ROOKHOW 

QUAKER MEETING HOUSE, BUNKBARN & WOODLAND

ABOUT ROOKHOW


Rookhow comprises 3 buildings: BUNKBARN (former stables), QUAKER MEETING HOUSE (big white house) & GIG BARN (outside undercover seating area). The simple yurt in the woods is available for hire with the bunkbarn (no separate bookings).


Rookhow was built in 1725 for the 'scattered communities of the Society of Friends'. As well as being a meeting place for Quakers over the last 300 years, its Bunkbarn (converted from the original stables) provides simple and affordable accommodation for groups. You don't have to be a Quaker to stay here: it's for everyone!


Rookhow Bunkbarn was the first ever member of the Independent Hostels Association when it opened over 30 years ago.


Rookhow is managed by a group of trustees, mainly Quakers, and employs a part-time Development Manager, a cleaner and a Finance Officer.


Rookhow is a registered charity. The charity's objects are to further the general religious and charitable purposes of the Religious Society of Friends (Quakers) in Britain. For us this means continuing to maintain and restore Rookhow as a place for Quakers to meet and worship, as well as opening it as a wonderful venue for the public benefit. By staying here you'll be helping to contribute to that vision.



"I love Rookhow. There are no phones and there's a big wood, yummy food and nice people. There is tarpaulin where you can make dens. I love the big meeting house, I just like its bigness." (L, aged 10)


"The Meeting House is just a wonderful place and the attached woodland is simply magical. Overall a special environment which feels very much part of our Quaker roots and a perfect place for families with children and young people." (Friend from Wales)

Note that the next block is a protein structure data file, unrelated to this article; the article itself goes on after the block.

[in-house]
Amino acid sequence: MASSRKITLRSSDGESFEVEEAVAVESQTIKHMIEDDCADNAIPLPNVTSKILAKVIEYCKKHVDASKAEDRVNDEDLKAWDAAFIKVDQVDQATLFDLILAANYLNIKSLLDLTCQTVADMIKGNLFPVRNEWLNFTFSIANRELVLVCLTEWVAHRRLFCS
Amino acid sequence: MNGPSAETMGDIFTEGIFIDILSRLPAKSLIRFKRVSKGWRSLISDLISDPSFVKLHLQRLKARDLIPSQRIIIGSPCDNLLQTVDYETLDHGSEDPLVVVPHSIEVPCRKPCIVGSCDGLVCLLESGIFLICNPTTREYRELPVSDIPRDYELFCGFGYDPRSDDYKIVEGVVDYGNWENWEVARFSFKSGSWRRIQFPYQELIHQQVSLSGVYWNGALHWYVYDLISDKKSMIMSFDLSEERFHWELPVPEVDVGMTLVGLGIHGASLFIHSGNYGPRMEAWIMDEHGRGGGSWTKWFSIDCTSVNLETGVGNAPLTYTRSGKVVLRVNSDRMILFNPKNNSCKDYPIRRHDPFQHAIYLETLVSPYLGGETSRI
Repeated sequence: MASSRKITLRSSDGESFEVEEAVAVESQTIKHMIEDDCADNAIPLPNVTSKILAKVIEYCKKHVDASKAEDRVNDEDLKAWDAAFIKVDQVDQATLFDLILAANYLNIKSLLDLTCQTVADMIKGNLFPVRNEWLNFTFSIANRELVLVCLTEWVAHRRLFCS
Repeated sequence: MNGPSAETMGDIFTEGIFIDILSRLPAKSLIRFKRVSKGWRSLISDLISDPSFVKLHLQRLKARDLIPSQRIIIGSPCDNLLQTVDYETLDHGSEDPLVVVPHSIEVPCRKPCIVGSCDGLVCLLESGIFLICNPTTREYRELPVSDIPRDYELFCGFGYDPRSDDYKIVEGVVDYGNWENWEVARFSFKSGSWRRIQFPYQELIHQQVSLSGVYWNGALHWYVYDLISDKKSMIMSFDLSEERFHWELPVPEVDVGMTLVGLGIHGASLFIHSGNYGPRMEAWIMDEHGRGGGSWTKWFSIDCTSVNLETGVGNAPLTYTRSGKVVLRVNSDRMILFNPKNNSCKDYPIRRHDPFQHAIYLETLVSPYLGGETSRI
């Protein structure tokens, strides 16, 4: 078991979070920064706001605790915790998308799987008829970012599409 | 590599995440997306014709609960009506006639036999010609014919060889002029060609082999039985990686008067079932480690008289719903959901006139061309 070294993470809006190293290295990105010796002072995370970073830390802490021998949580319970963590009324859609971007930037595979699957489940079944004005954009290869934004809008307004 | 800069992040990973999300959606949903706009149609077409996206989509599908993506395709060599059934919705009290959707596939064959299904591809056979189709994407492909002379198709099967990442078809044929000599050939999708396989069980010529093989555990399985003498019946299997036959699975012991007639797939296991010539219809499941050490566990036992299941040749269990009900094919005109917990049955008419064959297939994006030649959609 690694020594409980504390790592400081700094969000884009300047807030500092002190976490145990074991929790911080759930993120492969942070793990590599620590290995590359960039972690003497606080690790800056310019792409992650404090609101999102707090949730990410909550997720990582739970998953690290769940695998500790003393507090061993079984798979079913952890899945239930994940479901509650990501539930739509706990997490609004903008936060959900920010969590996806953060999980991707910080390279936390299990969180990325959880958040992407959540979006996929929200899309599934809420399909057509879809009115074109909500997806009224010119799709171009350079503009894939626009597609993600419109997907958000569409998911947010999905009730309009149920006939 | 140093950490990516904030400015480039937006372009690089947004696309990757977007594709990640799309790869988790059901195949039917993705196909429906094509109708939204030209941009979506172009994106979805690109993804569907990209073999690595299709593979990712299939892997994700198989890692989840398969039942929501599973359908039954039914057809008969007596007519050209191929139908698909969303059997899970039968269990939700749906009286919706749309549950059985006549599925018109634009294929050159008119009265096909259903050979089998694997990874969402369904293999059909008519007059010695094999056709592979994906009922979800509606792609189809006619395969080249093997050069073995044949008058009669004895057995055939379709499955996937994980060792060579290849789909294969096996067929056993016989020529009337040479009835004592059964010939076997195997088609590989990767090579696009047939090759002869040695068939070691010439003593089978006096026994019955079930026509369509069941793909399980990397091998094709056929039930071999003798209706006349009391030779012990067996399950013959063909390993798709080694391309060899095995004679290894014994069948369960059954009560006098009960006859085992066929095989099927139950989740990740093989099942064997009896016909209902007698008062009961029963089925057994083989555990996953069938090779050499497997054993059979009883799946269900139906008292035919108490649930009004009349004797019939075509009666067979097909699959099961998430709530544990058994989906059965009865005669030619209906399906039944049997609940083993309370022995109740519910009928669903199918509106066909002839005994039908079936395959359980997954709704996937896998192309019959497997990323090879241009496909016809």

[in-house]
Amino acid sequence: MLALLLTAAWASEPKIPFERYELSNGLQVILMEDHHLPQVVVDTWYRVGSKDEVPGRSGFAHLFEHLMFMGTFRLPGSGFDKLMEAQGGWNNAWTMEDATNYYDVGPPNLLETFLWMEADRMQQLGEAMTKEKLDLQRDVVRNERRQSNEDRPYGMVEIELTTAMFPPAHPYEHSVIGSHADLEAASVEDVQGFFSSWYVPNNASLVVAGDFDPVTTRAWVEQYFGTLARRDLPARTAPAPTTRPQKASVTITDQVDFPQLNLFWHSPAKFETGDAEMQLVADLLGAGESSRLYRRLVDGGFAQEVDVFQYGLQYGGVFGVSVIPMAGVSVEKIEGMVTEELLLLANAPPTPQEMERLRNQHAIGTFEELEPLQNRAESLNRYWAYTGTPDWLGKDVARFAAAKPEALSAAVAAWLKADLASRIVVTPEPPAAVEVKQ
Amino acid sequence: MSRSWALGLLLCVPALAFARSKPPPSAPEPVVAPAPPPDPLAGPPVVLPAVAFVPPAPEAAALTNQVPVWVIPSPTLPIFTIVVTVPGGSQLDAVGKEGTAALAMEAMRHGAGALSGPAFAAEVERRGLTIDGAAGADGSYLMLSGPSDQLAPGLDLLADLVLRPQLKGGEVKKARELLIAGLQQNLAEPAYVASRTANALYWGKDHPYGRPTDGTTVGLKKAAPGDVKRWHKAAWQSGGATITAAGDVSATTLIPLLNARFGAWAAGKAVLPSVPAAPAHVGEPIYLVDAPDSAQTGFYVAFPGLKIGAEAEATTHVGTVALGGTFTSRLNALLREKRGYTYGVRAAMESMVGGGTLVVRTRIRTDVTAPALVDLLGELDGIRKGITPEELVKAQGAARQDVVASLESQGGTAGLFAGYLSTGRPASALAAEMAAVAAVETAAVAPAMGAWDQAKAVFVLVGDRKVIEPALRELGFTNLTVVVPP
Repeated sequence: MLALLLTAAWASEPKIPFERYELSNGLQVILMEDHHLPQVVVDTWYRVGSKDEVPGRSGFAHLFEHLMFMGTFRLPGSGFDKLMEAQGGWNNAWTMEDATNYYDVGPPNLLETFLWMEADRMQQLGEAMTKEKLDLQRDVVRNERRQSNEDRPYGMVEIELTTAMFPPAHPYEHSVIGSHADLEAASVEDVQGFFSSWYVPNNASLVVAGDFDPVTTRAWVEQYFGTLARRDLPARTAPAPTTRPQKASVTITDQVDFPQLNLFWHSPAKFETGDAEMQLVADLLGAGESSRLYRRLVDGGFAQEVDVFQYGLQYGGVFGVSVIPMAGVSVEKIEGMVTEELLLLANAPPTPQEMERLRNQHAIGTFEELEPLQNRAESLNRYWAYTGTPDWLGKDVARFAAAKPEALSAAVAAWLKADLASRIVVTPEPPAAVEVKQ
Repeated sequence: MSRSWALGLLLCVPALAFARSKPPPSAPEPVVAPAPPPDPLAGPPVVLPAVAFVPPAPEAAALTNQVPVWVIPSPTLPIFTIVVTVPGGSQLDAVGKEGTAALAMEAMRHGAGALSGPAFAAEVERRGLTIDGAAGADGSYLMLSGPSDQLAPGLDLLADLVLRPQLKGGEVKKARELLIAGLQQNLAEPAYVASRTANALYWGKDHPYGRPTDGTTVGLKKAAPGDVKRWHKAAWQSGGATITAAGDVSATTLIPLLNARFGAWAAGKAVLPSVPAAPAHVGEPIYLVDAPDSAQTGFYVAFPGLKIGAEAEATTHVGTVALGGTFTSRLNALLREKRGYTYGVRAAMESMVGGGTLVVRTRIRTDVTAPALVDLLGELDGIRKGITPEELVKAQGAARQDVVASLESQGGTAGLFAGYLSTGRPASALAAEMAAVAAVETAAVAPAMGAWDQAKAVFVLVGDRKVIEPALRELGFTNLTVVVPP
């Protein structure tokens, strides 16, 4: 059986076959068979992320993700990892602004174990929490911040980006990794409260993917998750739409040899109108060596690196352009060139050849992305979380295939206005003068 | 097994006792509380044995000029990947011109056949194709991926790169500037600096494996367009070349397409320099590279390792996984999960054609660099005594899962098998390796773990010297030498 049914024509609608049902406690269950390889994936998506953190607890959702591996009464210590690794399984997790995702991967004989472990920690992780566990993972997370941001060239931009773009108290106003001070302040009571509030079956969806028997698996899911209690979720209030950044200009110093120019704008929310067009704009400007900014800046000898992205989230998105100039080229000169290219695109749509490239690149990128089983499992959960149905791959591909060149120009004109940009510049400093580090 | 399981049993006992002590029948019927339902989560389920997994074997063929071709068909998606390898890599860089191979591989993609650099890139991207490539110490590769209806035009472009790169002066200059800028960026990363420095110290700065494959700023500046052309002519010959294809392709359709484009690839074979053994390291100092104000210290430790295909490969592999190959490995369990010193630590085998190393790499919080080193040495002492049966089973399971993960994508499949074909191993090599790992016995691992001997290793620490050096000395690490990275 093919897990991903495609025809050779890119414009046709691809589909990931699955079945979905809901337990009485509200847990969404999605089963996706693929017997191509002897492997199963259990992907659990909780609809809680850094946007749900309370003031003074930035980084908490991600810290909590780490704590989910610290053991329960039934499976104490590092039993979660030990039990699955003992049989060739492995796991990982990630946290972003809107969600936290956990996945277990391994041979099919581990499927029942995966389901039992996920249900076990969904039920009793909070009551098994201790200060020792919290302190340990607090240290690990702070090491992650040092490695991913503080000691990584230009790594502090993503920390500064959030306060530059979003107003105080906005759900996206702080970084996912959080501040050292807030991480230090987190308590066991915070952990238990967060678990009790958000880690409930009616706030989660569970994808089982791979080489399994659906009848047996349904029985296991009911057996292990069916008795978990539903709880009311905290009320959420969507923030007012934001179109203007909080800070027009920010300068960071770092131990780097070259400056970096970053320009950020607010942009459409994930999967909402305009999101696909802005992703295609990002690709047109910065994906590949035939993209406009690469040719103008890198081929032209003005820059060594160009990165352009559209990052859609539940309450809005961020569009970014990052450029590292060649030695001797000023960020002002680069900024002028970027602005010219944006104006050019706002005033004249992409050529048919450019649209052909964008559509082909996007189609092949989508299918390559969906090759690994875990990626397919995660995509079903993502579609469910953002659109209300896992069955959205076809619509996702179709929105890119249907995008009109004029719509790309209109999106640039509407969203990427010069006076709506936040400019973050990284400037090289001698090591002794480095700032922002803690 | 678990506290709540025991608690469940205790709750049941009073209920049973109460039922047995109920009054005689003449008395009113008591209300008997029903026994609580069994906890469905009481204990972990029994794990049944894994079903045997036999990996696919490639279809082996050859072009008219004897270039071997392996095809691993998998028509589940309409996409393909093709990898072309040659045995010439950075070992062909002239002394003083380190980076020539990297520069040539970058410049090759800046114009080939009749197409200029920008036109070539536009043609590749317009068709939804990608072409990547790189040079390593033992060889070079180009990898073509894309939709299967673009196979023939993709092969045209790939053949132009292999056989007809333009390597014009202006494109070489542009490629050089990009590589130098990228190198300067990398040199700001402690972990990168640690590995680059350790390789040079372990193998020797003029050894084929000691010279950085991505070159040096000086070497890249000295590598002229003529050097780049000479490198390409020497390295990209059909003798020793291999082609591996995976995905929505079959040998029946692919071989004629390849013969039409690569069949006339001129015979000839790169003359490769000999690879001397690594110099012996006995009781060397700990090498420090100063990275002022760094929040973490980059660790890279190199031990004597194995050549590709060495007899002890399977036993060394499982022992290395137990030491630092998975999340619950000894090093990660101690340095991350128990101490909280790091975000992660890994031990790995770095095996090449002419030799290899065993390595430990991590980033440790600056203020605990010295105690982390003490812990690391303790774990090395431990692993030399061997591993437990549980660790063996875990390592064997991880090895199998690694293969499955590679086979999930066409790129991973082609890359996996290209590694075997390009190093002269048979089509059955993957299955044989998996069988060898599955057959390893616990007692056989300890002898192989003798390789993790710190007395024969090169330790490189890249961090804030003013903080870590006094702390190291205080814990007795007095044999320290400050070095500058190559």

"Its simple provision reminds us how little we need of material and technological embellishments to our lives. And how a deep, connection with our natural world can be more deeply achieved with much, much less." (Bunkbarn guest)


OPEN TO ALL

History

Rookhow is a Grade II* listed site, historically significant as an early Quaker Meeting House, with 1725 spice cupboard, 'plank and muntin' wooden paneling, stone floors, huge doorways and a key the size of a trowel! People would arrive to Rookhow on horseback or in gigs, the gig barn now being used as an outdoor covered seating area.

Current work

Rookhow Quaker Meeting House is currently closed for further renovation work (until mid April 2022).  We've engaged a local conservation builder Stephen Grindrod from Roots of Nature Building to renovate and insulate the Meeting House stone floor, install an air source heat pump (with Dalliam Heating), add hemp loft insulation and make the Meeting House more accessible with a wider side entrance and accessible toilet and shower. This has been made possible by grants for local and national trusts, including Lakeland Disability Support and the Lake District Foundation's Low Carbon scheme and by individual donations.